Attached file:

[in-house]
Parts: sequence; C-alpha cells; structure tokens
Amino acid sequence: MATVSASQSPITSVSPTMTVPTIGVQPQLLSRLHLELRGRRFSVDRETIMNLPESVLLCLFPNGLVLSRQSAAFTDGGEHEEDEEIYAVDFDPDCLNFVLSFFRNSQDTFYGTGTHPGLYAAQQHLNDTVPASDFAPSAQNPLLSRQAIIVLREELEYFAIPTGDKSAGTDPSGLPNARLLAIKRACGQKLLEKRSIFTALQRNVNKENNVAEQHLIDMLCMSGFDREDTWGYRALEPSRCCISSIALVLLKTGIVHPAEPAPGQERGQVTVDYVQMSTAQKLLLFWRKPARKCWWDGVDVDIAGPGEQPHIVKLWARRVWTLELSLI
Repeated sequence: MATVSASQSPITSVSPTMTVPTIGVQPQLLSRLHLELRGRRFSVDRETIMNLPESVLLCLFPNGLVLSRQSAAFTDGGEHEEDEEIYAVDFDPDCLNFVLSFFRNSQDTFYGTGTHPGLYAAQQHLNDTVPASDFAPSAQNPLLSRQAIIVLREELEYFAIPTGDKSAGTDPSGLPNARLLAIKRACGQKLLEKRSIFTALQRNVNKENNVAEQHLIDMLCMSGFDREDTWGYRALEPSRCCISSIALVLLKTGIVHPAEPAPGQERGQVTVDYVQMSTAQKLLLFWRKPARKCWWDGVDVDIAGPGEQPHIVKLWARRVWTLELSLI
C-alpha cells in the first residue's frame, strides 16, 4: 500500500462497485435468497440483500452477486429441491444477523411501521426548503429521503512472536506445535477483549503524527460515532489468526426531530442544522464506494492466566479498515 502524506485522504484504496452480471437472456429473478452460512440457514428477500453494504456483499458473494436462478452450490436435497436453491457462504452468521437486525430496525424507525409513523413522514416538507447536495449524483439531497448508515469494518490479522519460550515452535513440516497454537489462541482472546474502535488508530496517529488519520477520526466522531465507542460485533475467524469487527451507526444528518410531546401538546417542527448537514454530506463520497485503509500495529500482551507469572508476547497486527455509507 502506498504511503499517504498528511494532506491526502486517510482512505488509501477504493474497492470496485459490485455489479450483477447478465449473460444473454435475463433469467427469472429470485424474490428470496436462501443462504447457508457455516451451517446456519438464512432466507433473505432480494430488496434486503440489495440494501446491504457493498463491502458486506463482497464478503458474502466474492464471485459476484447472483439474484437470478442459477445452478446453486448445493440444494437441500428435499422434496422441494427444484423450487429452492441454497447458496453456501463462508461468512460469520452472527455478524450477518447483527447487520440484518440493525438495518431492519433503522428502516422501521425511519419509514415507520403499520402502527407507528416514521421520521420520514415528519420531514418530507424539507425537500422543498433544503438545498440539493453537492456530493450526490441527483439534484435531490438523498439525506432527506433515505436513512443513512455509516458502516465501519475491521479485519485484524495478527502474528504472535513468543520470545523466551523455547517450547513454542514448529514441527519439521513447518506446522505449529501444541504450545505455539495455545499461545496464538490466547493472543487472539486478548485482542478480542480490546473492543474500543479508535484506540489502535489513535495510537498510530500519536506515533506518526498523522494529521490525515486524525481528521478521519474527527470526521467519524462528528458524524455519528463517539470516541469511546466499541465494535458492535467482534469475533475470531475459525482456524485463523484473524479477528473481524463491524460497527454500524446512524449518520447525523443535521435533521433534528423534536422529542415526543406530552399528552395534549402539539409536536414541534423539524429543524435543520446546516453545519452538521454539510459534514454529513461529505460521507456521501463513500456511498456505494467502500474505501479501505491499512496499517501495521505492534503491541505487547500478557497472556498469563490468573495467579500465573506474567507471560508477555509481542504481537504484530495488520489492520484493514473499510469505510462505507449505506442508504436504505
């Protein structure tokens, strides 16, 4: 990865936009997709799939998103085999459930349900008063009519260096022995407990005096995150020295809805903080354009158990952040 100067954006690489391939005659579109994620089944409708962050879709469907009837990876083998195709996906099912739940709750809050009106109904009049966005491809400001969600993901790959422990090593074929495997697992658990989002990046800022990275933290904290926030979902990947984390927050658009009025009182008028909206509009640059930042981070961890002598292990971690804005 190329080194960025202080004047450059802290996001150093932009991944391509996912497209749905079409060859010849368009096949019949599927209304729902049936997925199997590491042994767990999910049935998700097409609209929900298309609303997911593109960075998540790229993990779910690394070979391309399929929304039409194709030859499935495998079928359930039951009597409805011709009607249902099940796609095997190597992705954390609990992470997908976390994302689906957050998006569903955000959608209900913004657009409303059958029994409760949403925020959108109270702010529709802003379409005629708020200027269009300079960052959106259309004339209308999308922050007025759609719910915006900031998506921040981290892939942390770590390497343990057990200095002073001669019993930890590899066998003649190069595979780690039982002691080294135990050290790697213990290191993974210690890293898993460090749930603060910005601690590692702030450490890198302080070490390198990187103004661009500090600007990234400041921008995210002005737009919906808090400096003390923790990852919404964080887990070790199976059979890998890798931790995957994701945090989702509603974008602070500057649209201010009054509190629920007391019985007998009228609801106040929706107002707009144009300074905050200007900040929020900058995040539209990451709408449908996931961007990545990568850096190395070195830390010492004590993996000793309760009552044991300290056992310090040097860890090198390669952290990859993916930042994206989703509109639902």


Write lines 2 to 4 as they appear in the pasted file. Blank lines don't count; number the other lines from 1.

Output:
Parts: sequence; C-alpha cells; structure tokens
Amino acid sequence: MATVSASQSPITSVSPTMTVPTIGVQPQLLSRLHLELRGRRFSVDRETIMNLPESVLLCLFPNGLVLSRQSAAFTDGGEHEEDEEIYAVDFDPDCLNFVLSFFRNSQDTFYGTGTHPGLYAAQQHLNDTVPASDFAPSAQNPLLSRQAIIVLREELEYFAIPTGDKSAGTDPSGLPNARLLAIKRACGQKLLEKRSIFTALQRNVNKENNVAEQHLIDMLCMSGFDREDTWGYRALEPSRCCISSIALVLLKTGIVHPAEPAPGQERGQVTVDYVQMSTAQKLLLFWRKPARKCWWDGVDVDIAGPGEQPHIVKLWARRVWTLELSLI
Repeated sequence: MATVSASQSPITSVSPTMTVPTIGVQPQLLSRLHLELRGRRFSVDRETIMNLPESVLLCLFPNGLVLSRQSAAFTDGGEHEEDEEIYAVDFDPDCLNFVLSFFRNSQDTFYGTGTHPGLYAAQQHLNDTVPASDFAPSAQNPLLSRQAIIVLREELEYFAIPTGDKSAGTDPSGLPNARLLAIKRACGQKLLEKRSIFTALQRNVNKENNVAEQHLIDMLCMSGFDREDTWGYRALEPSRCCISSIALVLLKTGIVHPAEPAPGQERGQVTVDYVQMSTAQKLLLFWRKPARKCWWDGVDVDIAGPGEQPHIVKLWARRVWTLELSLI